That’s just the outdoors.  We really spend a great deal of time indoors, so sometimes our worst environmental enemy can be a ‘sick building’.  In our homes, schools and workplaces, we have rampant bacteria and viruses being spun through forced air systems while the windows remain securely sealed. The majority of our exposure to light comes from fluorescent tubes, not sunlight.

Therefore, it is readily apparent that a healthy environment is a very important factor in our health, in addition to a healthy body, mind and spirit.  Hippocrates’ writings devote a great deal of space to environmental factors which also include a person’s locale: “We must consider, also, in which cases food is to be given once or twice a day, and in greater or smaller quantities, and at intervals. Something must be conceded to habit, to season, to country, and to age.”

Hippocrates wrote his Aphorisms as a legacy to be passed down to all those wishing to become knowledgeable in the healing arts.  Granted some of his techniques, such as bloodletting, are no longer considered standard procedures today (fortunately!); however, most of what Hippocrates has handed down is still applicable.  He addresses the spiritual part of the mind/body/spirit triad in his Oath, which opens with, “I swear by Apollo the physician, and Asclepius, and Hygeia and Panacea and all the gods and goddesses as my witnesses…”  He later promises, “In purity and according to divine law will I carry out my life and my art.”

Though the Aphorisms make little mention of the influences of spirituality upon health, his Oath obviously shows thought given to the influences of integrity, honesty and purity on the part of the physician.  Although it isn’t documented, it may be that Hippocrates knew about ‘transference’—the ability of the healer to transmit either positive or negative influences to the patient, thus affecting his/her treatment for better or worse.  In this view, it is much better for the physician to put forth a positive attitude.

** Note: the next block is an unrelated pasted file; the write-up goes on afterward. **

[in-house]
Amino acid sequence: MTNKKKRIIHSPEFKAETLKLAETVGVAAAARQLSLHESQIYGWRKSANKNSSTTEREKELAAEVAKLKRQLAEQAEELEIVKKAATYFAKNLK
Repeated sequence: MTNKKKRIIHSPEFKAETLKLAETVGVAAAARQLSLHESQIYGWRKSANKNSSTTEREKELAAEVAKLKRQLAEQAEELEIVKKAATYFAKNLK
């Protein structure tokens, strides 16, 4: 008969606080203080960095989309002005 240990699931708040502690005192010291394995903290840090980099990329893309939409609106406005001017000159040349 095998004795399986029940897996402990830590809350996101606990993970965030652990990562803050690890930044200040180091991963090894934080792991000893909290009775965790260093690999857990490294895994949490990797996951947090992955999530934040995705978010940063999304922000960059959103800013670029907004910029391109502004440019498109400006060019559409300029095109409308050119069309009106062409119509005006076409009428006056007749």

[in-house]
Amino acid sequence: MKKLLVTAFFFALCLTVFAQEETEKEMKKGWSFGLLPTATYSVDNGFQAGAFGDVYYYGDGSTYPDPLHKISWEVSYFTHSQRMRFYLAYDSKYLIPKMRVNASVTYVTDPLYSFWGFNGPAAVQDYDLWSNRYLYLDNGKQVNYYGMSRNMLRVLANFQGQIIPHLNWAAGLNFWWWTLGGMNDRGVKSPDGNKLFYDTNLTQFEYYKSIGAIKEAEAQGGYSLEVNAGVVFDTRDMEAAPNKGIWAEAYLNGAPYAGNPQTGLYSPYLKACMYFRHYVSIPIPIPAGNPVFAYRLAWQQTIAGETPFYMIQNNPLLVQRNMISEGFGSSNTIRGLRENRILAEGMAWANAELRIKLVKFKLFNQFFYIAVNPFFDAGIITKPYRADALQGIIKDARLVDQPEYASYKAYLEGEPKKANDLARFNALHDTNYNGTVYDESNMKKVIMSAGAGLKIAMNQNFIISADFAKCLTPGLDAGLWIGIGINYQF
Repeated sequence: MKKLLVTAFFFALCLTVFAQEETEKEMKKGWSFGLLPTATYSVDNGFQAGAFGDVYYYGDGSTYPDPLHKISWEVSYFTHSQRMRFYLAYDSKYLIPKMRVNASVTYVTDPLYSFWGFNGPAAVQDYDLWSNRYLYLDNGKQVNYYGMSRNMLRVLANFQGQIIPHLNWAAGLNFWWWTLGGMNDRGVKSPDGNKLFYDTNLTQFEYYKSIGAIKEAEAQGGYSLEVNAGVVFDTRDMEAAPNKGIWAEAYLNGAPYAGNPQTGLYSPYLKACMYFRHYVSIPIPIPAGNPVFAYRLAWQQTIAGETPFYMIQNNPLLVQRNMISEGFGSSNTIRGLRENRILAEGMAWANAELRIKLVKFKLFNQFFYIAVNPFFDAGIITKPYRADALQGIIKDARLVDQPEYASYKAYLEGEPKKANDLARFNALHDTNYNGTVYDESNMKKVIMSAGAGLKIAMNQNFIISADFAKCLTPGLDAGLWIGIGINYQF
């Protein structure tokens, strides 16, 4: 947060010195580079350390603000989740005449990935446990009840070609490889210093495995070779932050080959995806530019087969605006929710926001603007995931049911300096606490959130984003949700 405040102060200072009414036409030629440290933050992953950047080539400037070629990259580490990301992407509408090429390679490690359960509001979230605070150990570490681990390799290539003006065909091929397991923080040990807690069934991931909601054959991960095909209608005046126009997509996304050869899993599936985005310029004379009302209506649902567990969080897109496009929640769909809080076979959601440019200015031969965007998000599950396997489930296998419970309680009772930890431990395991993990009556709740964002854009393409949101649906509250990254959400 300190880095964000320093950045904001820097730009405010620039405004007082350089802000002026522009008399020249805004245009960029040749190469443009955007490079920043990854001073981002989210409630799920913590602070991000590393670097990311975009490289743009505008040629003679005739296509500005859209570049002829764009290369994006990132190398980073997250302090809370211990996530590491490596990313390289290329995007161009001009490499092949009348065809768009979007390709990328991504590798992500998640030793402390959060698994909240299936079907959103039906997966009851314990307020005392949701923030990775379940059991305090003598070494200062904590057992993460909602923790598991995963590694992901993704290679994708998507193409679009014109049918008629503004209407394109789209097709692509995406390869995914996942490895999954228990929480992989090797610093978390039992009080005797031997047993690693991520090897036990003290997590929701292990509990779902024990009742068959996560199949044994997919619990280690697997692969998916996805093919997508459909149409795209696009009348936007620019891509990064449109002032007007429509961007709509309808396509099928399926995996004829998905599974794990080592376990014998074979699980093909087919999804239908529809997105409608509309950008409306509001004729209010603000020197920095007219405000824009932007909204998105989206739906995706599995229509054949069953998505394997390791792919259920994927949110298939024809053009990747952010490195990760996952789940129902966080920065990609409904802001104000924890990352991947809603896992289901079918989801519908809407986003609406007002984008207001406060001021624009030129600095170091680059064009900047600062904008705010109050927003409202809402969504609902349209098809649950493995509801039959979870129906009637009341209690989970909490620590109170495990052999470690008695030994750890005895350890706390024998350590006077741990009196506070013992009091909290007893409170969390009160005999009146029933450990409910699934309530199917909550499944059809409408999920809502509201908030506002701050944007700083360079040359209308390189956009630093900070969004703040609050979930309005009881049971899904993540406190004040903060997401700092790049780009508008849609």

The primary tenet of the Hippocratic Oath is “to do no harm”.   It is commonly believed that taking the Oath is a requirement for graduation from medical school, however, that is not the case.  A student can choose to include the Oath in the ceremony only if he/she wishes but it is not mandated.  It’s a sad statement, and a reflection on our times that healers can choose to disregard the Oath.

Dr. Jack Kervorkian comes to mind as one who bears the title ‘Dr.’ yet flaunts the part of the Oath that states “I will not give a lethal drug to anyone if I am asked, nor will I advise such a plan…”  Another hot topic in health care, patient privacy was addressed by Hippocrates as well: “Whatever I see or hear in the lives of my patients, whether in connection with my professional practice or not, which ought not to be spoken of outside, I will keep secret, as considering all such things to be private.” Who would have thought that the Health Insurance Portability and Accountability Act (HIPAA) was originally conceived of in the 5th century?  I guess today we could call this the “HIPAAcratic Oath.”  LOL.   😉

It is safe to say that the overwhelming popularity of alternative medicine and natural healing can be traced to the desire to return to simpler times–before the days of outrageously-priced invasive surgeries, prescription medications and HMO’s.   It may also be safe to say that the next big ‘shake-up’ for the health care industry will be the masses of people either flocking to naturopathic practitioners or simply staying home and treating themselves.